Jan. 2, 2021

Remembering A Black Man From Our Past PBS Pinchback

Pinckney Benton Stewart Pinchback was born free 182 years ago on May 10, 1837, in Macon, Georgia. His parents were Eliza Stewart, a freed slave, and Major William Pinchback, his mother's former master, and a white southern slave-owning planter. Today, on my blog I will bring the words of PBS Pinchback during the presidential campaign of James Garfield in 1880. This was the election after the 1876 presidential election in which the Republican Party had all but given back the south to the racist Democratic Party. It was also the start of another century of a different kind of slavery, viler, more oppressive, and denigrating to the descendants of a system of slavery that supposedly ended in 1865.

P.B.S. Pinchback served as Governor of Louisana for a sum total of 34 days during Reconstruction. He was the only black man who served as governor of a southern state during Reconstruction. Pinchback was elected to the US House of Representatives in 1872 along with being nominated to the US Senate both first in the State of Louisana. He was never allowed to serve in the Senate but Pinchback was a spirited supporter of black rights throughout his natural life. PBS Pinchback could have chosen to lead a "passing life" like his sister but his path was a path defined by his acceptance of his mother's race.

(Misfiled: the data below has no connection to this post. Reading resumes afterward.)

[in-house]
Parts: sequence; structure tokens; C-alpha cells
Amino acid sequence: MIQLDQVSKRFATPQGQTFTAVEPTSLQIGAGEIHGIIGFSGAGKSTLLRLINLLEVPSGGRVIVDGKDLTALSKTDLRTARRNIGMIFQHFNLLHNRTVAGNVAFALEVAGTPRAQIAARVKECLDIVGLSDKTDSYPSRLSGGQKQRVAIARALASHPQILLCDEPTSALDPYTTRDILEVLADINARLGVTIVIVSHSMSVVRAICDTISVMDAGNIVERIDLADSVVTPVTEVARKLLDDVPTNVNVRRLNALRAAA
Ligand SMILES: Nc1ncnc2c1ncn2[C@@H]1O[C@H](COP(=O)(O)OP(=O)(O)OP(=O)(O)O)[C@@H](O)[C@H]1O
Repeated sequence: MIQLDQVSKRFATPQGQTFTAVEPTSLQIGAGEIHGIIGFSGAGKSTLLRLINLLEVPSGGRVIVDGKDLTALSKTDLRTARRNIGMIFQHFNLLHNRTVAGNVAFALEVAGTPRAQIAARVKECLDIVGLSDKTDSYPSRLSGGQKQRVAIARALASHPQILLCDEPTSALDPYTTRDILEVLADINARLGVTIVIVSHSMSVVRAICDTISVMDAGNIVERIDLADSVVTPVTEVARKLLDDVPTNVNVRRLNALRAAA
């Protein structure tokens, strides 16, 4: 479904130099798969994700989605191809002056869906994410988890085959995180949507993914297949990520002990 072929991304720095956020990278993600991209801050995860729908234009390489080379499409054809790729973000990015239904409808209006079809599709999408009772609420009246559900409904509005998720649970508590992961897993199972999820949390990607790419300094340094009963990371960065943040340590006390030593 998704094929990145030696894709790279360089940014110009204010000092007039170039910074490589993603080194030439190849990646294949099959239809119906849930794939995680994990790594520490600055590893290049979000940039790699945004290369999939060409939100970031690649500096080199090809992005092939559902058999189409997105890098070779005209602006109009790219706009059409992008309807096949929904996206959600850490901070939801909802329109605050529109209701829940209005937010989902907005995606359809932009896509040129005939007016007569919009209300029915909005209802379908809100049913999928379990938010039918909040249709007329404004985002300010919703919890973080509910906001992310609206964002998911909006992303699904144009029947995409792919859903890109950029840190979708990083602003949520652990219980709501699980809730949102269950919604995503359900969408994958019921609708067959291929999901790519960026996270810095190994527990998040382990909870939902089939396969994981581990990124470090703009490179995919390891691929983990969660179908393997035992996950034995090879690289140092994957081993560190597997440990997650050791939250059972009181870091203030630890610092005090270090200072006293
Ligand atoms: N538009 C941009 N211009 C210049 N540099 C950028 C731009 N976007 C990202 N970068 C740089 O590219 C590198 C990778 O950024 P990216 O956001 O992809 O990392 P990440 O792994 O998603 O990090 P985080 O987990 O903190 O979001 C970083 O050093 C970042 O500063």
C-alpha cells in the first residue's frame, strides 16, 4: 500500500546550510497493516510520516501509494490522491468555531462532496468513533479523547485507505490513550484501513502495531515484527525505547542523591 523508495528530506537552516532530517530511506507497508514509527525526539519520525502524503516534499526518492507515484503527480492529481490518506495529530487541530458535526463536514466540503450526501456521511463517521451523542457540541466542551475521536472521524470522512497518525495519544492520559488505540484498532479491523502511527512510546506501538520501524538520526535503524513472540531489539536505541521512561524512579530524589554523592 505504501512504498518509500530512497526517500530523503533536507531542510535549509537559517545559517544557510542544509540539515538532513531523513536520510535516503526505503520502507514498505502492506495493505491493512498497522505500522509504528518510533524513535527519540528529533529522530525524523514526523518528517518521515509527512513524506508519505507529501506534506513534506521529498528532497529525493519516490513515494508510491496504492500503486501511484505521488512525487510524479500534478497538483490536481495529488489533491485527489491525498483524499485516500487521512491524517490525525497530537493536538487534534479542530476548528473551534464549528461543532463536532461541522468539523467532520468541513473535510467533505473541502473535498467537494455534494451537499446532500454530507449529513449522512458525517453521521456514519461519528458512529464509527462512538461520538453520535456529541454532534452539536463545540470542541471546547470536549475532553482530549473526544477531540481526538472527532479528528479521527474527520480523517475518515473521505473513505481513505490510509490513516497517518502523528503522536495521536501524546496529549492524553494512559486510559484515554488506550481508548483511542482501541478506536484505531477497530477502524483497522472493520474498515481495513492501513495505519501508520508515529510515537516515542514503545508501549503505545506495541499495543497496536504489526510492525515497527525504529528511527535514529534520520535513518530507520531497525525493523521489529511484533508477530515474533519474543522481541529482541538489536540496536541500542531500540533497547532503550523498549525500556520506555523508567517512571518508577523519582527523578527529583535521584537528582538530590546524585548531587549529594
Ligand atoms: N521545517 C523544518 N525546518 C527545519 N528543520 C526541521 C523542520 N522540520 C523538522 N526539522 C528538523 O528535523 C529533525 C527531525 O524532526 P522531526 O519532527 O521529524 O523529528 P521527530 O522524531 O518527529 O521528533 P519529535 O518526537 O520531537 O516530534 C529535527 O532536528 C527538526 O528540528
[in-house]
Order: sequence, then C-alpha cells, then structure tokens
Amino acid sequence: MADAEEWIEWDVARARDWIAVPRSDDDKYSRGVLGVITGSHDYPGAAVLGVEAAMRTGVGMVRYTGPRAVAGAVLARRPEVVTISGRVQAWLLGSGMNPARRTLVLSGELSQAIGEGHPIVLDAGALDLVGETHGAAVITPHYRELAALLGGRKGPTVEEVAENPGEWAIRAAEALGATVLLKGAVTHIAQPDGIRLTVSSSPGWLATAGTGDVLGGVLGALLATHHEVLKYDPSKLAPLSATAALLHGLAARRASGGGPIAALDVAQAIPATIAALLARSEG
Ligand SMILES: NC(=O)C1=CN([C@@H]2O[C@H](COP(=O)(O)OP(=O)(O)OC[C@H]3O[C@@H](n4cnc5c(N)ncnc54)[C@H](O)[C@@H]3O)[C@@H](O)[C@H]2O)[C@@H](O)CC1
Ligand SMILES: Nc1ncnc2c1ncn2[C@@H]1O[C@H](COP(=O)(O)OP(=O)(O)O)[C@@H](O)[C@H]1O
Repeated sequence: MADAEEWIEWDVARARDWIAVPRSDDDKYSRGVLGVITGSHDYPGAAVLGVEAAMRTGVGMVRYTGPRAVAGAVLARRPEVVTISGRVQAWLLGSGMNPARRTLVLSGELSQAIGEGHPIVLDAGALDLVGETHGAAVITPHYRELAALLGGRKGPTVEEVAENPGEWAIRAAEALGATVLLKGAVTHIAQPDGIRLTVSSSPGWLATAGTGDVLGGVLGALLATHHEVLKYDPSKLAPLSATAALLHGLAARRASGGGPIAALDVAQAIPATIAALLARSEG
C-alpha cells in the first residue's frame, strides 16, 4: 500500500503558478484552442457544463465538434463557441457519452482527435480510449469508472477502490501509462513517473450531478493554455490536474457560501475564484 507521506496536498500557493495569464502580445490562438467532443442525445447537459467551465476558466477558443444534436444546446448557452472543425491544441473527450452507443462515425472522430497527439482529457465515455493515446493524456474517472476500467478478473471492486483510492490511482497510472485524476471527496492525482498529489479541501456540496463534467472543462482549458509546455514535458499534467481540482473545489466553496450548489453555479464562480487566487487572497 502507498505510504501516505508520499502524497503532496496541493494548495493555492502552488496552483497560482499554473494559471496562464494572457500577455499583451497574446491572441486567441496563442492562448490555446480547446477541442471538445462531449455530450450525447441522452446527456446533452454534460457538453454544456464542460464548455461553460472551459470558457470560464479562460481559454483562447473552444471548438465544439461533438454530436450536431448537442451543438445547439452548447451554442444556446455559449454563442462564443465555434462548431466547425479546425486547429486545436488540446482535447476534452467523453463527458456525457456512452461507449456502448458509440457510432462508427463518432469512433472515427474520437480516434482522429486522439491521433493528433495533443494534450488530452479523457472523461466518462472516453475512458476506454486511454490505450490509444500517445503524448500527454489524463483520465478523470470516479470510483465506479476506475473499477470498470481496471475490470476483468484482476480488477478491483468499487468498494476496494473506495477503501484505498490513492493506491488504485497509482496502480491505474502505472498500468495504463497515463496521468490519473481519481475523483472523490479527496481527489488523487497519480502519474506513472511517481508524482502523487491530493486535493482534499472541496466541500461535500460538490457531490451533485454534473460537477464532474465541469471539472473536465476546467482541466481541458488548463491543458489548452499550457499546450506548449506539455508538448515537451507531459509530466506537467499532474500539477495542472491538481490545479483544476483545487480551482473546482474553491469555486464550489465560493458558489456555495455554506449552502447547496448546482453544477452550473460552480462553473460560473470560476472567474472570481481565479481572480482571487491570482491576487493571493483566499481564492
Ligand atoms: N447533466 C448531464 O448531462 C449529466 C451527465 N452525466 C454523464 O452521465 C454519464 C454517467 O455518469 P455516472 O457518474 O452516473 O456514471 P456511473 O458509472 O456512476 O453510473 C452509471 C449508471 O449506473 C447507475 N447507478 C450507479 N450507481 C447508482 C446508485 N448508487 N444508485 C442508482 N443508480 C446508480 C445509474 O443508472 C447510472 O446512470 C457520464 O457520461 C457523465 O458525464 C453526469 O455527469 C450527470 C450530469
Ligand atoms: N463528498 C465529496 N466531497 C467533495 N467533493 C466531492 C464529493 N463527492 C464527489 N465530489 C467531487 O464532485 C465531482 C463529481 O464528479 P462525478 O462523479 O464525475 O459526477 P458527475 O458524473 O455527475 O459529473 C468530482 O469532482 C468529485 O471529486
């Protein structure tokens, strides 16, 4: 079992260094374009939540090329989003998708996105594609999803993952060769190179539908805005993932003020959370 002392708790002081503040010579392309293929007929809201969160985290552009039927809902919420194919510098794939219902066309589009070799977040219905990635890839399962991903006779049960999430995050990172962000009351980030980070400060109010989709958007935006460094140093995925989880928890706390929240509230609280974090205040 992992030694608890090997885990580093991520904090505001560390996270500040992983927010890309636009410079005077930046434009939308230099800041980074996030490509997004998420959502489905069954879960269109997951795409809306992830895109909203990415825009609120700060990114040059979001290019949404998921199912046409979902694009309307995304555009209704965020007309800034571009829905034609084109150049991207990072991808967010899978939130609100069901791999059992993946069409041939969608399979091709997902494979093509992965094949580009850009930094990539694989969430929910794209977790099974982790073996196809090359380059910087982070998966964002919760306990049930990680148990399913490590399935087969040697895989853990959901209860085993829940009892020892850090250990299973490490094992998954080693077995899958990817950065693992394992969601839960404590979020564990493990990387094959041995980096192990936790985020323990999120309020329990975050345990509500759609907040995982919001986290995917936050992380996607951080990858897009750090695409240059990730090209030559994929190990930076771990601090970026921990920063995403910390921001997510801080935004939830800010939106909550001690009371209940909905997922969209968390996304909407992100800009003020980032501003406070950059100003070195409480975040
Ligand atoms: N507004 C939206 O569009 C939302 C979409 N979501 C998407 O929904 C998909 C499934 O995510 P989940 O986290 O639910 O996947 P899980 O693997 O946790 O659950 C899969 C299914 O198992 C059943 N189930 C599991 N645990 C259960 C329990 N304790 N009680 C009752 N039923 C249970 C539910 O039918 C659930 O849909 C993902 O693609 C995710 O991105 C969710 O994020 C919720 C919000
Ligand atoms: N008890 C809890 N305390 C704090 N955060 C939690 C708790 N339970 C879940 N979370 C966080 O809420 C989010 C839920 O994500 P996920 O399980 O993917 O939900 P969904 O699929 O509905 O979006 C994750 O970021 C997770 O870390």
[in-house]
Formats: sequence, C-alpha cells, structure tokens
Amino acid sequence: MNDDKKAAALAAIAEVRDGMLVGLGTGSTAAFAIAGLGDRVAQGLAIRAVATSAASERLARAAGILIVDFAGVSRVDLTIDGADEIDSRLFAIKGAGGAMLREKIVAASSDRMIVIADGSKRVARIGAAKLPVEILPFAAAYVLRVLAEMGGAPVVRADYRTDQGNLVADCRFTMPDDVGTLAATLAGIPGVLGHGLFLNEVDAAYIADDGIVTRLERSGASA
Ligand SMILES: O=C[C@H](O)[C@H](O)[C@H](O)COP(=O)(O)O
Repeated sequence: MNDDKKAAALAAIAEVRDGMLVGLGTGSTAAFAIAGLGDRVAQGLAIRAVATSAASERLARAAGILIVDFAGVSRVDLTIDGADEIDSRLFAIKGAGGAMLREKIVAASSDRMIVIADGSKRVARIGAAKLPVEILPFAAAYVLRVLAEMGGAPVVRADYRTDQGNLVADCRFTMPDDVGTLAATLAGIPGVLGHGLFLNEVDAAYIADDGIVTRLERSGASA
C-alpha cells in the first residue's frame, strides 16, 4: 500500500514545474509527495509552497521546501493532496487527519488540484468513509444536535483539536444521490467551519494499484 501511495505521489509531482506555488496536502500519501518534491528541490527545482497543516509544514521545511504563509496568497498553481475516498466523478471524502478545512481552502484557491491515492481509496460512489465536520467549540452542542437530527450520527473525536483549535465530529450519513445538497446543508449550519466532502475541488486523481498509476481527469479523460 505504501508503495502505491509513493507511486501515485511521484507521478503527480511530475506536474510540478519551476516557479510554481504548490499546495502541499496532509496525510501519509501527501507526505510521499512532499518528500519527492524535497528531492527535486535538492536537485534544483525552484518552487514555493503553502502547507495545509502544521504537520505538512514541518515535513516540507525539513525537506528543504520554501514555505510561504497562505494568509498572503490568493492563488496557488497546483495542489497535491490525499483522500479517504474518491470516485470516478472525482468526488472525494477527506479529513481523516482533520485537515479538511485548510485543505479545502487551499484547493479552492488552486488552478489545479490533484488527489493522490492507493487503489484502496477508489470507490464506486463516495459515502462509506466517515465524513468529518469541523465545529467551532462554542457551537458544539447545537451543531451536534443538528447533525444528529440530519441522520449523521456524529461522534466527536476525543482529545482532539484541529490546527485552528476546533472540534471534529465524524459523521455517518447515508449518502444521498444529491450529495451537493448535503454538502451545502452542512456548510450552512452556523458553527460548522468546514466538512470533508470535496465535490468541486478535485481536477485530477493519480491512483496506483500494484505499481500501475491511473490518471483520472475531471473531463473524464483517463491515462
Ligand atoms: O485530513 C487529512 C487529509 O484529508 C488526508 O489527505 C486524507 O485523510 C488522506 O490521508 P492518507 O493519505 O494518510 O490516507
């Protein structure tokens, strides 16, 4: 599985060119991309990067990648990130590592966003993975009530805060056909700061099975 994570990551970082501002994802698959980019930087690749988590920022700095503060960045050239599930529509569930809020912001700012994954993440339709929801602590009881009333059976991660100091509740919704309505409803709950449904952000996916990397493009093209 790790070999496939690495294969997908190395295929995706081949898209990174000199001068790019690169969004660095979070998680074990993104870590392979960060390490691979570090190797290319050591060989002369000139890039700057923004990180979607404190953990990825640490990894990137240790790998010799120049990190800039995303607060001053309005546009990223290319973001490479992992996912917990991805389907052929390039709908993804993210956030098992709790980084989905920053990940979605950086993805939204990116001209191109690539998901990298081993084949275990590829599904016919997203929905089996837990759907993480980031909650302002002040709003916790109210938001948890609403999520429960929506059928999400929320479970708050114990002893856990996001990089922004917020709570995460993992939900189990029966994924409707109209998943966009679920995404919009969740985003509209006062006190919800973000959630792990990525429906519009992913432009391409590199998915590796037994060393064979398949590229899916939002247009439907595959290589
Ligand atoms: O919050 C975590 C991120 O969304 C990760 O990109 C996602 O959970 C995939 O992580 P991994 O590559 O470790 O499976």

America's historical reality can be so much different than what is taught in the classroom or shows up in our schools' history books. Can you imagine this scenario, on December 31, 1862, all 11 rebellious Confederate States decided to drop their​ weapons and end the Civil War. If this would have happened according to the Proclamation of Emancipation set to become effective on 12:01 am on January 1, 1863. The enslaved peoples in those 11 eleven states would still have been held in bondage. Well, 14 years after that proclamation slavery rebounded in another form more vicious than what had occurred in the previous 2 1/2 centuries. Think about that for just a moment and the desperation men like PBS Pinchback felt climbing this mountain for deceit that this country presented them with?

Join me and listen to PBS Pinchback discuss with clarity the hopeless situation that life presented our black ancestors without this nation enforcing reconstruction policies.​